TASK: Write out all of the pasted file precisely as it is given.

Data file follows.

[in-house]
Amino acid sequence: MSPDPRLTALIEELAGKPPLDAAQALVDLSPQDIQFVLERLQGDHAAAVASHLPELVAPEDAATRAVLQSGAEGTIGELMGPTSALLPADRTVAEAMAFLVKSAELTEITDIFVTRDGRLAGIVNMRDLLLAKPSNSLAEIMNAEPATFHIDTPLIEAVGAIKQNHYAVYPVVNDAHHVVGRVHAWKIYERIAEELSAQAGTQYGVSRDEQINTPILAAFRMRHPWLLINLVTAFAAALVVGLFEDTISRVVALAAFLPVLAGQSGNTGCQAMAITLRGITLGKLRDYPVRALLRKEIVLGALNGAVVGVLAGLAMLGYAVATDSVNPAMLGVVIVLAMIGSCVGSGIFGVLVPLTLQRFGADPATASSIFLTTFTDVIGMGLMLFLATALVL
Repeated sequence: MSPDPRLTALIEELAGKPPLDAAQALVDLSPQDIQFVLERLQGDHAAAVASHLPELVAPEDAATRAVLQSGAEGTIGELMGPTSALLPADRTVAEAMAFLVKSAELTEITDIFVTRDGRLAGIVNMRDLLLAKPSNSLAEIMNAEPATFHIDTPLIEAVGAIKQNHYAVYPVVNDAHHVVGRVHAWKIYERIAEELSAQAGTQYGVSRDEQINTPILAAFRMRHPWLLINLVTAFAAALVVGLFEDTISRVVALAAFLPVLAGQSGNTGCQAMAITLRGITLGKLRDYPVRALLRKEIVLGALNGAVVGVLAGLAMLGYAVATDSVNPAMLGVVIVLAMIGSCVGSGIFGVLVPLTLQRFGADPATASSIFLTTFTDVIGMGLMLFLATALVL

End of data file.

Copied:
[in-house]
Amino acid sequence: MSPDPRLTALIEELAGKPPLDAAQALVDLSPQDIQFVLERLQGDHAAAVASHLPELVAPEDAATRAVLQSGAEGTIGELMGPTSALLPADRTVAEAMAFLVKSAELTEITDIFVTRDGRLAGIVNMRDLLLAKPSNSLAEIMNAEPATFHIDTPLIEAVGAIKQNHYAVYPVVNDAHHVVGRVHAWKIYERIAEELSAQAGTQYGVSRDEQINTPILAAFRMRHPWLLINLVTAFAAALVVGLFEDTISRVVALAAFLPVLAGQSGNTGCQAMAITLRGITLGKLRDYPVRALLRKEIVLGALNGAVVGVLAGLAMLGYAVATDSVNPAMLGVVIVLAMIGSCVGSGIFGVLVPLTLQRFGADPATASSIFLTTFTDVIGMGLMLFLATALVL
Repeated sequence: MSPDPRLTALIEELAGKPPLDAAQALVDLSPQDIQFVLERLQGDHAAAVASHLPELVAPEDAATRAVLQSGAEGTIGELMGPTSALLPADRTVAEAMAFLVKSAELTEITDIFVTRDGRLAGIVNMRDLLLAKPSNSLAEIMNAEPATFHIDTPLIEAVGAIKQNHYAVYPVVNDAHHVVGRVHAWKIYERIAEELSAQAGTQYGVSRDEQINTPILAAFRMRHPWLLINLVTAFAAALVVGLFEDTISRVVALAAFLPVLAGQSGNTGCQAMAITLRGITLGKLRDYPVRALLRKEIVLGALNGAVVGVLAGLAMLGYAVATDSVNPAMLGVVIVLAMIGSCVGSGIFGVLVPLTLQRFGADPATASSIFLTTFTDVIGMGLMLFLATALVL